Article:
Development of the BSMRR layout plan began in January, 2011. The highest priority in coming up with a plan was to make sure that the layout was built with operations in mind.
For a model railroad to be “operational”, it needs to be designed so that trains can be run as close as possible to the way the real railroads run theirs. In its simplest form this means that a train is built at Point A with a specific set of freight cars added to a locomotive and continues to Point E. These starting points are usually railroad yards but can be any location that the railroad services. Along the route the train may stop at Points B, C and D (industries and businesses) and set out and/or pick up cars based on the needs of these customers. The real railroads number or name their trains and run them on specific schedules along specific routes. These trains may have only a few cars or over a hundred cars and they may stop many times along a route or just stop at the end of the route. The types of cars moved are dependent on what their customers need to ship.
This same type of “operation” can be duplicated on a model railroad. Ideally, a layout needs places for trains to be built, places for the trains to go and do work and places for the trains to end. There also needs to be specific routes for the trains to follow so that all this work can be done in the most efficient manner. There should also be enough room, or aisle space, for operators to move around the layout with their trains. More on this later.
On order to operate the layout like a real railroad it needed to be built so that those things mentioned above are incorporated into the track plan. I drew the initial track plan by hand, but got a great deal of assistance from my good friend John Stewart who took my ideas and transferred them to a computerized drawing using some railroad design software called 3rd PlanIt. This was particular useful in making sure that everything fit within the minimum curve radius and track grades I had decided on and in checking the geometry with respect to all the turnouts I was going to need. As a result, I ended up with a walk around shelf layout in a room that measures roughly 15' x 30'. There is a 24' peninsula that runs down the center of the room. No track working area on the layout is over 2' wide. A copy of the track plan can be found on the Track Plan page.
Early construction pictures
Although the layout is based on the prototype, I would not consider it to be a pure condensed version of the real BSRR. The layout incorporates Birmingham Southern's main yard on Fairfield, AL, along with the engine service facilities. There is also a smaller version of the railroad's 34th Street Yard near Ensley. The industries and companies on the model represent real places in and around Birmingham, but their location on the layout does not necessarily follow the prototype. Most of the companies on the model were serviced by rail at some point in time, although not all were BSRR customers. A few never had rail service.... in my world they do.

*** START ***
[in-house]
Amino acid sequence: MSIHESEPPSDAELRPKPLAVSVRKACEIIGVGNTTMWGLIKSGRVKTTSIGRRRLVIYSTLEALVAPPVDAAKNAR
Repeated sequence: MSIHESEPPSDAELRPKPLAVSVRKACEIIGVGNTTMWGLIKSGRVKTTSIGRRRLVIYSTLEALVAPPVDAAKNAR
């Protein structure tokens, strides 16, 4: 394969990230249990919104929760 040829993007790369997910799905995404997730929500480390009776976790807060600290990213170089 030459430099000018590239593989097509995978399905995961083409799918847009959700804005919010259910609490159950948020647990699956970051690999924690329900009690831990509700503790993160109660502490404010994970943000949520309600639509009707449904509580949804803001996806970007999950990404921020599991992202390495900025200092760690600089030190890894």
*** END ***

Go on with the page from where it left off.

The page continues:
Because I chose to include as many of the real places as possible in a limited space, this turned out to be a large industrial switching layout, which is fine with me. The are a couple of "long" runs - one to Birmingport and the other to the Miller Power Plant via the Concord Coal Processing Plant.
The layout has a primary upper level and a smaller lower level accessed by two helixes. I would not consider this a double decker layout since the lower level does not cover the entire room. The lower level consists mainly of track that represents offsite locations served by BSRR and is the main starting point for all Class I traffic.
Separation between levels
The real BSRR interchanges with three Class I railroads, NorfolkSouthern, CSX and BNSF. To represent this on my layout I have included two locations that interchange with Norfolk Southern. I chose NS because that was the motive power I had left from a previous layout. In the real world, the Class I tracks parallel the BSRR track at several locations. On the layout, the Class 1's have trackage rights on part of the BS mainline to reach the two interchanges. There is also a BNSF train that serves the Concord Coal Processing Plant on the upper level, as well as a power plant on the lower level under the peninsula. In the real world this train would come from the Powder River Coal Basin in Wyoming and go directly to the power plant ( Miller Steam Plant owned by Alabama Power Co.).
While I've included the main elements needed in the track plan to operate the railroad - yards, industries, routes for trains to follow - there is one design element that is not as functional as it could be, and that is aisle space. This is not unusual. Model railroaders want as much track as we can get into a given space and tend to minimize the room for operators to move around. My layout is no different, but we manage to get around without too much congestion as long as there aren't too many people running trains at one time.
If you would like to read a very thorough article about building the railroad written by John Stewart for the NMRA - OPSIG Group, click here. Some things have changed since this unpublished article was written, but it will give you some good information about the layout.
On to Construction....